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Durness: Bens, Beaches and Bobby Dazzlers
by old danensian » Tue Apr 14, 2015 12:00 pm
Munros included on this walk: Ben Hope, Ben Klibreck
Corbetts included on this walk: Beinn Spionnaidh, Cranstackie
Date walked: 10/04/20155 people think this report is great. Register or Login free to be able to rate and comment on reports (as well as access 1:25000 mapping).
Ben Klibreck / Ben Hope
24.5km; 2060m; 9h
On Friday an icon died.
As some of us were driving, others were walking and the rest itching to get away from work, it was announced that a sporting legend had experienced his final dismissal. A journalist and broadcaster would never again entertain and inform us with his dry laconic wit and perceptive analysis. The nasal Aussie drawl of Richie Benaud would be heard no more.
To those for whom the name means nothing, and those for whom the donning of whites, the thwack of willow on leather, and a glass of Pimms on the boundary mean absolutely nothing, this may appear an incongruous opening to observations on the latest Walkhighlands get-together in Durness. In fact, those for whom sport, and cricket in particular, is anathema, then you may already have stopped reading. If not, bear with me ... please.
Howling gales, driving hail, and clag rarely feature in reports of balmy bucolic afternoons spent pondering the intricacies of leg-spin and the sight of four glorious runs being stroked through the covers. In a similar vein, boulder fields, peat hags and stalkers’ paths would appear to have little in common with long leg, second slip or silly mid on. The only common ground would appear to be “gully.”
If you are wondering where on earth this is going, think: Test Match Special.
John Arlott, Jim Laker, Peter West, and Brian Johnston: masters of not only writing but also talking. From the first ball of the day, as the morning dew is drying from the outfield, to stumps as evening light fades, their conversations entertained. Henry Blofeld (no, not the James Bond one) and Freddie Trueman joined Richie Benaud to spend the day talking to one another while we simply listened. Pigeons at The Oval, red buses driving down the Radcliffe Road by Trent Bridge and trains disgorging spectators on to the station adjacent to Old Trafford: oh, and they mentioned cricket sometimes too. Observations on hotels, taxis and the lightness of chocolate cake would be sandwiched between comments on the latest maiden over or an inglorious golden duck.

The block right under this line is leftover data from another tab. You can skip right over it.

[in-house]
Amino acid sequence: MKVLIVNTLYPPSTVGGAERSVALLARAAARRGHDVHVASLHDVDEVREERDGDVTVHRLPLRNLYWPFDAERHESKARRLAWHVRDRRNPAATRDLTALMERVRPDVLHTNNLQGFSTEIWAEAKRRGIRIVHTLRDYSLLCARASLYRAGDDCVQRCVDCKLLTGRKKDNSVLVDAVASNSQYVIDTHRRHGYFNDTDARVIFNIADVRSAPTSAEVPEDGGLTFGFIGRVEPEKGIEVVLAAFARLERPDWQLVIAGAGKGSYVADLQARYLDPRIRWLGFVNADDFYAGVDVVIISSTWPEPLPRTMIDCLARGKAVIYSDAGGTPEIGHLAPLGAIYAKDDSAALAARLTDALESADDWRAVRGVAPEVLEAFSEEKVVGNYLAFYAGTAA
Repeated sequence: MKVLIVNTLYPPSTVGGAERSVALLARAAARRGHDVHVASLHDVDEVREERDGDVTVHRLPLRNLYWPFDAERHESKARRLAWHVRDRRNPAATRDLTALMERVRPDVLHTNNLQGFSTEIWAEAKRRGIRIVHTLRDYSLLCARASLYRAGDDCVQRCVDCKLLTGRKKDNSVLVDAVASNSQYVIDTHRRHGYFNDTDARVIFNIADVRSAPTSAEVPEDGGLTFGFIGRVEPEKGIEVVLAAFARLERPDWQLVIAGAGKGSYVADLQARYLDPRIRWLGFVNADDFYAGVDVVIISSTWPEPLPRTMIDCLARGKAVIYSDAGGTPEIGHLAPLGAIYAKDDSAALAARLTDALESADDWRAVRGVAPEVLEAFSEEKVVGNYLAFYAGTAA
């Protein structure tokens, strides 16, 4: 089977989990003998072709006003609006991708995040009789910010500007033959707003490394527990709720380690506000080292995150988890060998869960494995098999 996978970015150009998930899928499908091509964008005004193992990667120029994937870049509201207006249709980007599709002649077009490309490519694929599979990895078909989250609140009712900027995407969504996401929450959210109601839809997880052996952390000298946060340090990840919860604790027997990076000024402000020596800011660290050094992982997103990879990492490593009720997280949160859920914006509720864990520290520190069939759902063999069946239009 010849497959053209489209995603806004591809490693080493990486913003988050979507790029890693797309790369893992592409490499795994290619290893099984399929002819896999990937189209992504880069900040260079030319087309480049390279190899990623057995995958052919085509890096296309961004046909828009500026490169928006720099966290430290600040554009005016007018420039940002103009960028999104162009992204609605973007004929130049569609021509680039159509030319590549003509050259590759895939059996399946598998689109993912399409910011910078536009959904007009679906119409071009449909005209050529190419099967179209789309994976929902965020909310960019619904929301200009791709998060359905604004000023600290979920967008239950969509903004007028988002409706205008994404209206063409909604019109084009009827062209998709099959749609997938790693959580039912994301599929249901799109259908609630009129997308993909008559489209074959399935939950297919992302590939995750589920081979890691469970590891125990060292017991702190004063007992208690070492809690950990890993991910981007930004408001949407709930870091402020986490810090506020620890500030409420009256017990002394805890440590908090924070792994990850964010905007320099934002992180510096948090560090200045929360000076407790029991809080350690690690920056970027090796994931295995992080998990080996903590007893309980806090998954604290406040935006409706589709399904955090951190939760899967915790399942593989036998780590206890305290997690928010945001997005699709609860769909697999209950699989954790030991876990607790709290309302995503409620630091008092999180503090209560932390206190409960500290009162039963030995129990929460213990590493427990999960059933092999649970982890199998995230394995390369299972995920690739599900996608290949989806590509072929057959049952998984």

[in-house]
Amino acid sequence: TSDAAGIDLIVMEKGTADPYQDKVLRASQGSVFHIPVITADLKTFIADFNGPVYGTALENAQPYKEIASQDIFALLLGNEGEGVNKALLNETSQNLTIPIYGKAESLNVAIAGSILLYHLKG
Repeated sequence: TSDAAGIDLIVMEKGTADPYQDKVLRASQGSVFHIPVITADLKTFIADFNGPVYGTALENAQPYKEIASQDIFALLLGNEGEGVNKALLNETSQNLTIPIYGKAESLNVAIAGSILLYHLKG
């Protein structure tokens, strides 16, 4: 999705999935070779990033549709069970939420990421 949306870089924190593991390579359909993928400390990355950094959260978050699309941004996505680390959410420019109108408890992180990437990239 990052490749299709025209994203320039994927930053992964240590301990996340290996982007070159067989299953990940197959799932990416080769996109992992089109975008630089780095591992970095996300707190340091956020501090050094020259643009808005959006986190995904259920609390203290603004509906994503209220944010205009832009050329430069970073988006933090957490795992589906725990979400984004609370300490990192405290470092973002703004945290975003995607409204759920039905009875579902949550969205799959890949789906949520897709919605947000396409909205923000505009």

And as I drove south on Sunday, listening to tributes from Ian Chappell and Michael Parkinson, the parallels began to emerge. A trip report began to take shape. Well, not exactly a report ‘cos there’ll no doubt be plenty of proper ones to follow.
In many ways the weekend was like one long broadcast of Test Match Special. Mountains, like the cricket, were in the background, ever-present. Everyone there, an eloquent expert ready and willing to share their experiences, not simply about Corbetts climbed and Munros mastered, but life the world and everything.
My Friday loosener in the nets was an early morning solitary venture up Ben Klibreck, from the Vagastie Bridge and over Cnoc Sgriodain. I traversed below Creag an Lochan as if avoiding a bouncer, saving energy for a longer innings: Ben Hope was coming on to bowl as the next change. However, on top of Meall nan Con, I looked back at the ridge curving round to Carn an Fheidh and succumbed to the tempting short ball. The cost was maybe another half an hour or more added to the walk, but the view back round the corrie of Creag an Lochan was worth it.
Limbered up, I headed for Strath More and an afternoon spell on Ben Hope. On the narrow road, with clumps of grass growing down the middle like a tarmac Mohican, I chatted to a cyclist on his way to Ben Loyal. In amiable conversation neither of us noticed a car pulling up behind. The mood must have been contagious as there was no frustratingly sounded horn or impatient revving. We politely acknowledged one another and simply drove on. Only when parking a few miles later did I realise that Sunny Speyside had formed the queue. The WH meet-up had begun; the conversationalists had started to gather.